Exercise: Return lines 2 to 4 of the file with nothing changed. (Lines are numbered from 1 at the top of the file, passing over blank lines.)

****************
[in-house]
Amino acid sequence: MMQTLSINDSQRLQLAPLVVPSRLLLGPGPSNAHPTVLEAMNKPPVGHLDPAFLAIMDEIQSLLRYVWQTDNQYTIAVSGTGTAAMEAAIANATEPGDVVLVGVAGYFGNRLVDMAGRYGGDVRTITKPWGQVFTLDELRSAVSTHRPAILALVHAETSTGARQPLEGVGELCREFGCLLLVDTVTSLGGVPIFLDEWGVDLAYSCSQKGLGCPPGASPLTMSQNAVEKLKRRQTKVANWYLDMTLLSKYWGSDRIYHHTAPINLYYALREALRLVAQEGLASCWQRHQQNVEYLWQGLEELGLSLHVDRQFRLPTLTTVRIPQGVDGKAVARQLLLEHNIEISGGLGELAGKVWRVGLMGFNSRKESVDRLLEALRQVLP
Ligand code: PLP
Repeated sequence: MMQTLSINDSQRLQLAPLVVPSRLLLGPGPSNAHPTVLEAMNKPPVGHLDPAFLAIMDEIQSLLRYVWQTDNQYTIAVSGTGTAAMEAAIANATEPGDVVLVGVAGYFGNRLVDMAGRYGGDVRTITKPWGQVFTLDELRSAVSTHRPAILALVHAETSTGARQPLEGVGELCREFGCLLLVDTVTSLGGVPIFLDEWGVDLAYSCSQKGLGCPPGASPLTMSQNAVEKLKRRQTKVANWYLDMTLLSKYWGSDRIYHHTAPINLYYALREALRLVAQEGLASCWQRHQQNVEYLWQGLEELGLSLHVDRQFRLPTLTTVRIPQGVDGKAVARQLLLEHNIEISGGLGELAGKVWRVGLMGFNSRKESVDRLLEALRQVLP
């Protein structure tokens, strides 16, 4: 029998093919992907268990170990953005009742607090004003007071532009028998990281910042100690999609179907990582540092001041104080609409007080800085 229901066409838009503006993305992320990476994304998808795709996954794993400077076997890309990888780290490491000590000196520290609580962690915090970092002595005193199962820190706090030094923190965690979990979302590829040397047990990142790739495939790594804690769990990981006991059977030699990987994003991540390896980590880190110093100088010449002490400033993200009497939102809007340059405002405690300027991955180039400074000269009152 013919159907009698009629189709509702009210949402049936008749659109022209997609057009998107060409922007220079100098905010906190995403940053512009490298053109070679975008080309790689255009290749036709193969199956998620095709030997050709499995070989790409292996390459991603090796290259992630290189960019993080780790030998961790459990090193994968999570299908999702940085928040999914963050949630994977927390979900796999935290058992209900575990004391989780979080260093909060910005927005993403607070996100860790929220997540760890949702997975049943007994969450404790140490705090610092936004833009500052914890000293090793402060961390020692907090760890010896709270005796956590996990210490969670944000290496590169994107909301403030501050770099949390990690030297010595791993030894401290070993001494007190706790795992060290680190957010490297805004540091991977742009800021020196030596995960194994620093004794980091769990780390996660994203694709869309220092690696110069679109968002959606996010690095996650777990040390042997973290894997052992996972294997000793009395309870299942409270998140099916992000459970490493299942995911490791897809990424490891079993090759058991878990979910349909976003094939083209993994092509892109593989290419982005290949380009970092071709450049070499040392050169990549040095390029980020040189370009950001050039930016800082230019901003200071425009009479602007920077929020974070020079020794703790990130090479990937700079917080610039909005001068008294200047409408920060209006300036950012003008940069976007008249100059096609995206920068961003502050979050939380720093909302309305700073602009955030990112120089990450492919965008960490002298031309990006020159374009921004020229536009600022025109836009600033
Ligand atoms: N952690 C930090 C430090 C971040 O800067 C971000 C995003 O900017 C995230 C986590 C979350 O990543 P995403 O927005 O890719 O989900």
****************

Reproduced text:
Amino acid sequence: MMQTLSINDSQRLQLAPLVVPSRLLLGPGPSNAHPTVLEAMNKPPVGHLDPAFLAIMDEIQSLLRYVWQTDNQYTIAVSGTGTAAMEAAIANATEPGDVVLVGVAGYFGNRLVDMAGRYGGDVRTITKPWGQVFTLDELRSAVSTHRPAILALVHAETSTGARQPLEGVGELCREFGCLLLVDTVTSLGGVPIFLDEWGVDLAYSCSQKGLGCPPGASPLTMSQNAVEKLKRRQTKVANWYLDMTLLSKYWGSDRIYHHTAPINLYYALREALRLVAQEGLASCWQRHQQNVEYLWQGLEELGLSLHVDRQFRLPTLTTVRIPQGVDGKAVARQLLLEHNIEISGGLGELAGKVWRVGLMGFNSRKESVDRLLEALRQVLP
Ligand code: PLP
Repeated sequence: MMQTLSINDSQRLQLAPLVVPSRLLLGPGPSNAHPTVLEAMNKPPVGHLDPAFLAIMDEIQSLLRYVWQTDNQYTIAVSGTGTAAMEAAIANATEPGDVVLVGVAGYFGNRLVDMAGRYGGDVRTITKPWGQVFTLDELRSAVSTHRPAILALVHAETSTGARQPLEGVGELCREFGCLLLVDTVTSLGGVPIFLDEWGVDLAYSCSQKGLGCPPGASPLTMSQNAVEKLKRRQTKVANWYLDMTLLSKYWGSDRIYHHTAPINLYYALREALRLVAQEGLASCWQRHQQNVEYLWQGLEELGLSLHVDRQFRLPTLTTVRIPQGVDGKAVARQLLLEHNIEISGGLGELAGKVWRVGLMGFNSRKESVDRLLEALRQVLP